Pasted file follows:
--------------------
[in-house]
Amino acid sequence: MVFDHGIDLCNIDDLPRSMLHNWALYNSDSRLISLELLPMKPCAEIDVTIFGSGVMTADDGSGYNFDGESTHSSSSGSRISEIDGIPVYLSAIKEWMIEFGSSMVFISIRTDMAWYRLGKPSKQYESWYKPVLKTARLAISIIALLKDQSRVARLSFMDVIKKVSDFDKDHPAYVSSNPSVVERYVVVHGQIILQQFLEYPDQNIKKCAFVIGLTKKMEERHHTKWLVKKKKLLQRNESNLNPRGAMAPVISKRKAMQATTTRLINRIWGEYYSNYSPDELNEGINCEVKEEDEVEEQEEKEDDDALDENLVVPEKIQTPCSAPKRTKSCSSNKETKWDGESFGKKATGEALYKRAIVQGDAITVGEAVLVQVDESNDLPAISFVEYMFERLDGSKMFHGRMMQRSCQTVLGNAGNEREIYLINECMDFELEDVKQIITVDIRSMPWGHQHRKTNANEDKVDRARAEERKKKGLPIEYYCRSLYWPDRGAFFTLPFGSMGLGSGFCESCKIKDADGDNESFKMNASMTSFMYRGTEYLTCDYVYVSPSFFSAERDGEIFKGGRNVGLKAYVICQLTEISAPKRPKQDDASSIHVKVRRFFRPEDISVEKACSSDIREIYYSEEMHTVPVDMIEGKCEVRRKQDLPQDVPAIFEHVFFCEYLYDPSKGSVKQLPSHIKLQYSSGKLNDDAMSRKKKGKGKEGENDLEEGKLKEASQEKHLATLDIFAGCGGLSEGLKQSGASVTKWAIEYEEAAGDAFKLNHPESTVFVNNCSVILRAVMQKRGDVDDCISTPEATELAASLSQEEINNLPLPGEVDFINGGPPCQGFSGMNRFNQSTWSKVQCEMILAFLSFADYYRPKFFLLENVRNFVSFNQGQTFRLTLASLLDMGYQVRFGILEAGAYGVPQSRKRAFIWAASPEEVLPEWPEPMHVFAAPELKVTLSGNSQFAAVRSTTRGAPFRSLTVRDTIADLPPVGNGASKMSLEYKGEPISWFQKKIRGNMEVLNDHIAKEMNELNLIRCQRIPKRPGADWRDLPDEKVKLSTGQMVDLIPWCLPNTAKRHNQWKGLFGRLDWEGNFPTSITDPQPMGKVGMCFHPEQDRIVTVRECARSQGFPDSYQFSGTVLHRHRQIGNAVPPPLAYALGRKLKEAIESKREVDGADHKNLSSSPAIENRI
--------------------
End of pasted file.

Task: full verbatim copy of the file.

[in-house]
Amino acid sequence: MVFDHGIDLCNIDDLPRSMLHNWALYNSDSRLISLELLPMKPCAEIDVTIFGSGVMTADDGSGYNFDGESTHSSSSGSRISEIDGIPVYLSAIKEWMIEFGSSMVFISIRTDMAWYRLGKPSKQYESWYKPVLKTARLAISIIALLKDQSRVARLSFMDVIKKVSDFDKDHPAYVSSNPSVVERYVVVHGQIILQQFLEYPDQNIKKCAFVIGLTKKMEERHHTKWLVKKKKLLQRNESNLNPRGAMAPVISKRKAMQATTTRLINRIWGEYYSNYSPDELNEGINCEVKEEDEVEEQEEKEDDDALDENLVVPEKIQTPCSAPKRTKSCSSNKETKWDGESFGKKATGEALYKRAIVQGDAITVGEAVLVQVDESNDLPAISFVEYMFERLDGSKMFHGRMMQRSCQTVLGNAGNEREIYLINECMDFELEDVKQIITVDIRSMPWGHQHRKTNANEDKVDRARAEERKKKGLPIEYYCRSLYWPDRGAFFTLPFGSMGLGSGFCESCKIKDADGDNESFKMNASMTSFMYRGTEYLTCDYVYVSPSFFSAERDGEIFKGGRNVGLKAYVICQLTEISAPKRPKQDDASSIHVKVRRFFRPEDISVEKACSSDIREIYYSEEMHTVPVDMIEGKCEVRRKQDLPQDVPAIFEHVFFCEYLYDPSKGSVKQLPSHIKLQYSSGKLNDDAMSRKKKGKGKEGENDLEEGKLKEASQEKHLATLDIFAGCGGLSEGLKQSGASVTKWAIEYEEAAGDAFKLNHPESTVFVNNCSVILRAVMQKRGDVDDCISTPEATELAASLSQEEINNLPLPGEVDFINGGPPCQGFSGMNRFNQSTWSKVQCEMILAFLSFADYYRPKFFLLENVRNFVSFNQGQTFRLTLASLLDMGYQVRFGILEAGAYGVPQSRKRAFIWAASPEEVLPEWPEPMHVFAAPELKVTLSGNSQFAAVRSTTRGAPFRSLTVRDTIADLPPVGNGASKMSLEYKGEPISWFQKKIRGNMEVLNDHIAKEMNELNLIRCQRIPKRPGADWRDLPDEKVKLSTGQMVDLIPWCLPNTAKRHNQWKGLFGRLDWEGNFPTSITDPQPMGKVGMCFHPEQDRIVTVRECARSQGFPDSYQFSGTVLHRHRQIGNAVPPPLAYALGRKLKEAIESKREVDGADHKNLSSSPAIENRI